It was a year of firsts as family and friends gathered to mark the four-year anniversary of Aliza Sherman’s murder in downtown Cleveland.

No, it wasn’t the first those who gathered want most – the first anniversary on which they can say justice for Aliza has been served in what remains an unsolved case.

But it was the first year that weather cooperated for the ceremony. It was a sunny – if windy – day with unseasonably warm temperatures, which the former Beachwood nurse’s daughter took to heart.

“It’s the first year it hasn’t been freezing or raining, and I thought maybe she’s sending us a sign,” said Jennifer Sherman, who has often described her mother’s fondness for sunshine. “Maybe it’s a sign that this will be the year we get justice.”

About 30 people attended the March 24 ceremony at 75 Erieview Plaza, near the intersection of East 12th Street and Hamilton Avenue in downtown Cleveland, the site outside Aliza Sherman’s divorce attorney’s office where she was stabbed to death on that same date in 2013.

“It’s my least favorite day of the year,” said Jason Sherman, one of Aliza Sherman’s three sons. He went on to acknowledge, however, that commemorating his mother with friends and family is in some ways therapeutic.

“Pretty much every year, as the day is approaching, I dread it, and it’s something I’m not really looking forward to,” he said. “But then every year, once the day comes, the first few hours are really rough, but it really gets better throughout the day. … I start getting texts and phone calls from hundreds of friends – some people I talk to every day, some people I talk to once a year just on this day.”

Helping lift his and his sister’s spirits this year was that they were joined by their younger brother, Jeremy, a student at Ohio University in Athens. While Jeremy didn’t attend the ceremony, he joined his siblings for breakfast that morning – marking the first time the three had been together on the date of their mother’s murder.

“Jeremy is the more outgoing and outrageous (sibling) in the group,” Jason Sherman said. “He adds a whole different dynamic, and having him there lightened the mood more than usual.”

Jennifer Sherman said, “I made them frozen waffles and I had to laugh because that’s what my mom used to make. It felt like old times.”

Representing a more somber first this year was the absence of Dr. Edward Czinn, Aliza Sherman’s brother, who remained in Fort Lauderdale, Fla., to care for his ailing mother, Doris Czinn, a Holocaust survivor and former Cleveland Heights resident.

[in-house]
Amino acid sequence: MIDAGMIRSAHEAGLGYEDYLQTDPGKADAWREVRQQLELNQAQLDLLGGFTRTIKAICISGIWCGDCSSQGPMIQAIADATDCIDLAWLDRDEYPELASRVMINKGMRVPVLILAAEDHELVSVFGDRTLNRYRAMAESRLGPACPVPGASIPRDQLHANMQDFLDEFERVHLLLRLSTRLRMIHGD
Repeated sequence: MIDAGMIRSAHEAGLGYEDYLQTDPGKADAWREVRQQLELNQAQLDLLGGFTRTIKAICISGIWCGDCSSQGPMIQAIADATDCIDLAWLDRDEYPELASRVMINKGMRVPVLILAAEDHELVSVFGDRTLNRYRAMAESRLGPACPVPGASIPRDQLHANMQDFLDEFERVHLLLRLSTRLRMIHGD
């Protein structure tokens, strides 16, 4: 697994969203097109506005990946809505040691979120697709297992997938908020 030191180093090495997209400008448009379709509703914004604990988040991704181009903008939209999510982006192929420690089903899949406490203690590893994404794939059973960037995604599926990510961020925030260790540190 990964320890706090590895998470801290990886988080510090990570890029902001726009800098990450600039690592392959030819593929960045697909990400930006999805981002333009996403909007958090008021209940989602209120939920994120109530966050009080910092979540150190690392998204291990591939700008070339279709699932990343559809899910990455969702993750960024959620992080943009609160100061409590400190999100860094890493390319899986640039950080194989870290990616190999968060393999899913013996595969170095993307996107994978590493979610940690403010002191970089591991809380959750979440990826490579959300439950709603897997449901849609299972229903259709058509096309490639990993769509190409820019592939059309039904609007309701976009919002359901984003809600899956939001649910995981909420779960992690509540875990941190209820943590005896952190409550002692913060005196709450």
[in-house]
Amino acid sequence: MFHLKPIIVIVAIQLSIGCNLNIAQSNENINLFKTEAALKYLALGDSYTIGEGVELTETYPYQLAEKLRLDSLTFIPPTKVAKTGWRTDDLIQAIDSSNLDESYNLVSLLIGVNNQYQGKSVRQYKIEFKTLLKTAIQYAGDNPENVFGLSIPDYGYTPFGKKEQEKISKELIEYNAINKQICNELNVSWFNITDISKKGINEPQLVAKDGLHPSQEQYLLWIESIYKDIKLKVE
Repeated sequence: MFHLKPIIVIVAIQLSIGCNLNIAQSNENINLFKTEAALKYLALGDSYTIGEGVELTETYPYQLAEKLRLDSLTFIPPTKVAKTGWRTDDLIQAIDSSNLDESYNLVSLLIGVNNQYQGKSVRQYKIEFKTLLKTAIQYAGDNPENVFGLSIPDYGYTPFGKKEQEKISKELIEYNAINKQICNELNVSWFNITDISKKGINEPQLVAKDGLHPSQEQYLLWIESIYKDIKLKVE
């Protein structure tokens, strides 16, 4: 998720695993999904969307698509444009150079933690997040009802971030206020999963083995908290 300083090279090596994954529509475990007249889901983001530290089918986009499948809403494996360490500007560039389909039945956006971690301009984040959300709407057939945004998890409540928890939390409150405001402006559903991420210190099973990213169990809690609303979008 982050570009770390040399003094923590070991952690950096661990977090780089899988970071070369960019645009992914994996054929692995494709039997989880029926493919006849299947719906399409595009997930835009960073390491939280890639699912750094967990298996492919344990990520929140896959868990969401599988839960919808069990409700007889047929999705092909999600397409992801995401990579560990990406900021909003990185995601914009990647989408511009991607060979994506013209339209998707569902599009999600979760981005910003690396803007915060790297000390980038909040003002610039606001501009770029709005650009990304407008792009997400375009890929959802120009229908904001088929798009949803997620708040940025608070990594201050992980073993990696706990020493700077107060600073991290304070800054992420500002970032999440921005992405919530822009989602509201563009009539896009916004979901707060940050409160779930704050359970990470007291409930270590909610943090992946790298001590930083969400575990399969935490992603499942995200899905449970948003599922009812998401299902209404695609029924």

“My grandmother is very sick, so he was unable to come,” said Jennifer Sherman, explaining her uncle is her grandmother’s primary caretaker. “I told him to just be there (for my grandmother). That’s what my mom would’ve wanted. He was pretty torn.”

Cleveland Police Deputy Chief Edward J. Tomba was again present for the ceremony.

“I’ve been a policeman for almost 33 years, and I’m involved with this one just a little bit more, only because of the family’s involvement,” he said. “Jennifer and Aliza’s friends, they were so open and honest with us. They kind of invited us in and they wanted to be partners with us to bring justice for Aliza, and we really appreciate that.”

In terms of progress on the ongoing investigation, updates have slowed to a standstill.

“Our circle of people we’re looking at is very small, and I’m pretty confident we’ve looked at everybody,” Tromba said. “We have a $50,000 reward out there, which is the largest ever in the history of Crime Stoppers, and we haven’t gotten any tips in the last year.”

To date, no one has been charged in Aliza Sherman’s murder, though her divorce attorney, Gregory J. Moore, faces charges related to the murder investigation. A trial is set to begin at 9 a.m. May 3 in Judge John D. Sutula’s courtroom at the Cuyahoga County Common Pleas Court.

Jennifer Sherman wouldn’t comment on the ongoing court case or Cleveland police’s ongoing investigation into her mother’s death, but she and others remain steadfast in their determination to help bring the killer to justice.

“Everything is still open and pending, so we’ll have to see how things unfold, but we haven’t lost hope,” she said. “It’s heartbreaking that we’re still here four years later, but at the same time, we’ll continue to come back every year until we see that justice is served.”

For the CJN’s complete coverage of the Aliza Sherman case, visit

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